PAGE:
How do you usually spend Easter? You might go to the vigil to immerse yourself in the readings and celebrate with the catechumens as they are baptized into Christ. You might go to Easter morning Mass and delight in the sight of children dressed in their very best. Perhaps you gather afterward with family and friends for a special brunch or dinner. At the end of the day, you are happy. You may also be a bit tired.
We treasure and celebrate Easter Sunday. But Easter is not just one day; it’s an entire season that lasts for fifty days, right up to Pentecost. During that time, God is inviting us in a special way to be changed by Jesus’ resurrection, just as Peter, Mary Magdalene, John, and the other apostles were changed that first Easter season. God is inviting us to take in as much of his grace—the grace of a new life—as we can.
Every Lent, many people prepare for Easter by observing the three traditional practices of prayer, fasting, and almsgiving. Maybe we can decide to do something a bit different during the Easter season as we prepare for the gift of the Holy Spirit on Pentecost. Rather than observing forty days of penance for our sins, let’s consider how we can observe fifty days of celebration because Jesus has raised us from death to new life. So let’s think of how our celebration can help us become more open to the Spirit and the gifts he wants to give us. Below are a few ideas you can consider.
Ponder the Words of the Risen Christ. During Lent and Holy Week, many people meditate on the seven last words of Christ as he hung on the cross. Maybe this Easter, you can reflect on the words of the risen Christ. You can find these words in the Easter accounts in the four Gospels and in the first chapter of the Acts of the Apostles. These are Jesus’ last parting thoughts and his directions, not only to his first generation of disciples, but to us as well. Choose one of these sayings and meditate on it.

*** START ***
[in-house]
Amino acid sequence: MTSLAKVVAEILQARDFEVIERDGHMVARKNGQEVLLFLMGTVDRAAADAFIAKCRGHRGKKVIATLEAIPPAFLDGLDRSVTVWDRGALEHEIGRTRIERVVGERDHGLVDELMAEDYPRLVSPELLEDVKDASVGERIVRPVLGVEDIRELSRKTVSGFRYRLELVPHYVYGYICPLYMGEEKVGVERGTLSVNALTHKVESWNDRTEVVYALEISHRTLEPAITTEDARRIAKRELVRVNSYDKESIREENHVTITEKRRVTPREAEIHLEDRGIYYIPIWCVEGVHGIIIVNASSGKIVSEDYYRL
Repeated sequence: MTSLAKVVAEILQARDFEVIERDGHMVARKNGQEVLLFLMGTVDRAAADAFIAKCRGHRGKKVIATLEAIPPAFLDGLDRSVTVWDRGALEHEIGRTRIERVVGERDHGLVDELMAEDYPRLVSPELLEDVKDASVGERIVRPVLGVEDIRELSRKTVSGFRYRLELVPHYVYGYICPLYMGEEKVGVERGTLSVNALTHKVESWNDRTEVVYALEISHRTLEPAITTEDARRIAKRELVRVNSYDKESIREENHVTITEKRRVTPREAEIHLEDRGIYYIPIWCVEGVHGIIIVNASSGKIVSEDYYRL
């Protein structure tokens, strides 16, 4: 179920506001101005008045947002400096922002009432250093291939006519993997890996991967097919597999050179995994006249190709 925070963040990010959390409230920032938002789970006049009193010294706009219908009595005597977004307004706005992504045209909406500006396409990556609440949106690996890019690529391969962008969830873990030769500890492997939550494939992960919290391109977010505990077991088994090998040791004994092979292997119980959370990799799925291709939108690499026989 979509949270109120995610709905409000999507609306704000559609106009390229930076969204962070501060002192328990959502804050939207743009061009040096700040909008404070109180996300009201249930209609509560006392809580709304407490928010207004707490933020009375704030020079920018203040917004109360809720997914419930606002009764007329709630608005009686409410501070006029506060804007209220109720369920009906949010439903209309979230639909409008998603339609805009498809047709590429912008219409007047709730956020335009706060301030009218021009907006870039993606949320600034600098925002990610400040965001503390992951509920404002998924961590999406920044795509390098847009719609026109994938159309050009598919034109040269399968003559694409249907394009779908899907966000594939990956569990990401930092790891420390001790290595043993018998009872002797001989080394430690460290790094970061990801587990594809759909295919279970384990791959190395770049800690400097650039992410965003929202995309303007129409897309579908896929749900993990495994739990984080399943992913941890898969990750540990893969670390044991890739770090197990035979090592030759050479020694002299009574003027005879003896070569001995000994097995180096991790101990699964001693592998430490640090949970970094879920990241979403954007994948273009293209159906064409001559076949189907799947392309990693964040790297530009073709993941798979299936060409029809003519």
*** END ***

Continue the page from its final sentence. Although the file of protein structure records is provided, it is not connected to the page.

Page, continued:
For example, you can meditate on Jesus’ words when he appeared to Thomas and the other disciples: “Do not be unbelieving, but believe” (John 20:27). That could lead into a reflection on how your faith has changed and grown over the years. Or you could place yourself with the apostles when Jesus first appeared and said, “Peace be with you” (20:19).
In your imagination, picture Jesus saying the same words to you. What does he look like? What are you feeling as you hear these words? How can you take these words into your life more fully? Think, also, about writing your reflections in a prayer journal so that you can review them from time to time.
Or think of the scene in John 21, when Jesus appears to Peter and some other disciples while they are fishing. What do you say to Jesus when he asks you, “Do you love me?” What does it mean for your life when Jesus says, “Feed my sheep” (21:17)? Hear the Lord speaking these very words to you, and tell him whatever is on your heart.
Pray through the Book of Acts. The Acts of the Apostles is the story of how the risen Jesus sent his Spirit to empower the first Christians to be his witnesses “in Jerusalem, throughout Judea and Samaria, and to the ends of the earth” (1:8). Just as the Spirit was present in those early years of the Church, so he is active and present today. Reading the Acts of the Apostles can help raise our expectations that God will guide and empower us, just as he did the first disciples.
During the Easter season, the Church draws from the Book of Acts for the readings at Mass. Because Acts is one of the longest books in the New Testament, not all the verses are included at Mass. So on those days when portions are left out, make sure you read those verses as well. Acts is an exciting account of God’s work, filled with preaching that brought thousands to Christ and amazing signs and wonders that reveal God’s power and love. As you pray through Acts, watch especially for how the Holy Spirit directed the apostles as they proclaimed, beyond their comfort zones, the good news of the resurrection.